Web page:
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EVALUATION OF THE STATE-OF-THE-ART CONTAMINATED SEDIMENT TRANSPORT AND FATE MODELING SYSTEM
HAYTER, E. J. EVALUATION OF THE STATE-OF-THE-ART CONTAMINATED SEDIMENT TRANSPORT AND FATE MODELING SYSTEM. U.S. Environmental Protection Agency, Washington, DC, EPA/600/R-06/108 (NTIS PB2007-100141), 2006.
The objective of this task is to develop, support and transfer a wide variety of tools and mathematical models that can be used to support watershed and water quality protection programs in support of OW, OSWER, and the Regions.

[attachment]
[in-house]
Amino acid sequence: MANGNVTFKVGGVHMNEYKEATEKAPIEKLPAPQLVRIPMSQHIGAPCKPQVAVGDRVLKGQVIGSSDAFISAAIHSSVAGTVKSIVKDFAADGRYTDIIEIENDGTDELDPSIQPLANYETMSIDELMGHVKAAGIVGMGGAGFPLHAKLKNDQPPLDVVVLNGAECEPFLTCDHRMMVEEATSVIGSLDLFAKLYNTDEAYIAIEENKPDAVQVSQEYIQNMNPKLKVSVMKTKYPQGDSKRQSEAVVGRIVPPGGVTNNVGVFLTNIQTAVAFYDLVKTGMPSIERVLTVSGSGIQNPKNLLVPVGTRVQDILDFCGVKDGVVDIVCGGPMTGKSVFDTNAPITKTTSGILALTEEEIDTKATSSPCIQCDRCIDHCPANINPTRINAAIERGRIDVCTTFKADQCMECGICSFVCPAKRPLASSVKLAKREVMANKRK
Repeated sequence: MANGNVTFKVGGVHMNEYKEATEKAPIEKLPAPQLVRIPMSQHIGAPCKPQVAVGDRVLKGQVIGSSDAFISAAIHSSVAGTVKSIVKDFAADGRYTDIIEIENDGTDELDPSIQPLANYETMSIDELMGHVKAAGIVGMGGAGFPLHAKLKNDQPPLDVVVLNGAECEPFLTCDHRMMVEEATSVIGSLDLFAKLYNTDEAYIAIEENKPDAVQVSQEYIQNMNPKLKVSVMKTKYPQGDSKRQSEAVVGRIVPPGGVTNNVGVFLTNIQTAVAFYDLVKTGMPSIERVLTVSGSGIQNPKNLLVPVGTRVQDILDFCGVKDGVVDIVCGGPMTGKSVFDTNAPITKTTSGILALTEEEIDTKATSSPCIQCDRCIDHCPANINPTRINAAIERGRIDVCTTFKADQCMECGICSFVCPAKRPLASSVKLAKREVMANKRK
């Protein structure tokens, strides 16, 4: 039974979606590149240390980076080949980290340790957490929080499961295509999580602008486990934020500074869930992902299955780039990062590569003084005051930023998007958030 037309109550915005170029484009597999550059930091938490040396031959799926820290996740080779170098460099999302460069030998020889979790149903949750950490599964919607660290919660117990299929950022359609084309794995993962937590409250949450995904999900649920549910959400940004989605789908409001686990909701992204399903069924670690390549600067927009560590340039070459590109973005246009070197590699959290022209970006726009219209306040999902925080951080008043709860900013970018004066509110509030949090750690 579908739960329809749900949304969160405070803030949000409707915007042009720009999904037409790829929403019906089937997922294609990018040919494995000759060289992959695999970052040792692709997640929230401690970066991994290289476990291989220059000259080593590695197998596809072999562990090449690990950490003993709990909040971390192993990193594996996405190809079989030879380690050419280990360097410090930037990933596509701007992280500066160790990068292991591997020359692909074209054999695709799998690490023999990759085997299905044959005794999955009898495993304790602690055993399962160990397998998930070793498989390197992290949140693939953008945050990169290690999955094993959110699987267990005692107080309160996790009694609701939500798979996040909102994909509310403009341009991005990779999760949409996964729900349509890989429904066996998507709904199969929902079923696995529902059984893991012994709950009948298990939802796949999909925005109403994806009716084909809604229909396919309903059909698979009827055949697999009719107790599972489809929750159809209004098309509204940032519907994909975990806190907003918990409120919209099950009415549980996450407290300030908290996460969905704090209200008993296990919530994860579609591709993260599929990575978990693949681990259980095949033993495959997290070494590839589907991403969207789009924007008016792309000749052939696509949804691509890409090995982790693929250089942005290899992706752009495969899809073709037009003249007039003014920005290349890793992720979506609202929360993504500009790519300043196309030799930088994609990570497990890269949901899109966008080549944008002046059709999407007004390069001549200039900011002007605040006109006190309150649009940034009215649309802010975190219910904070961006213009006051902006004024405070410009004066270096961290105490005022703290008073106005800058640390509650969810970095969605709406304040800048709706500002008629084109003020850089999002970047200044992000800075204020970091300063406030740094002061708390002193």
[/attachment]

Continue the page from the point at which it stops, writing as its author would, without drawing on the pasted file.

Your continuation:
Modeling approaches for evaluating the transport and fate of sediment and associated contaminants are briefly reviewed. The main emphasis is on: 1) the application of EFDC (Environmental Fluid Dynamics Code), the state-of-the-art contaminated sediment transport and fate public domain modeling system, to a 19-mile reach of the Housatonic River, MA; and 2) the evaluation of a 15-year simulation of sediment and PCB transport and fate in this 19-mile reach. The development of EFDC has been supported by Regions 1 and 4, the Office of Water, the Office of Superfund Remediation Technology Innovation (OSRTI), and the Office of Research and Development (ORD) - NERL/ERD. EFDC is currently being used at the following Superfund sites: Housatonic River, MA; Kalamazoo River, MI; Lower Duwamish Waterway, WA; and Portland Harbor, OR. The evaluation of the modeling results showed that EFDC is capable of simulating the transport and resultant concentrations of TSS and PCBs in this reach of the Housatonic River within specified model performance measures. Specifically, a statistical summary of the performance of the EFDC model for TSS and PCB concentrations found that the relative bias at the downstream boundary of the model domain (i.e., Rising Pond dam) is well within the model performance measure of ± 30% for TSS (-11.93%) and just outside the measure for PCB concentrations (-31.97%). For median relative error, the model performance measure is also ± 30%, and the EFDC model is within the performance measure for both TSS (-27.12%) and PCB (-3.32%) concentrations. Considering the fact that the model was only minimally calibrated, and that the system modeled had widely varying hydraulic and morphologic regimes, the EFDC model's performance, as quantified by relative bias and median relative errors, is considered good. This demonstrates that EFDC is a robust modeling system that can be successfully implemented at other contaminated sediment sites.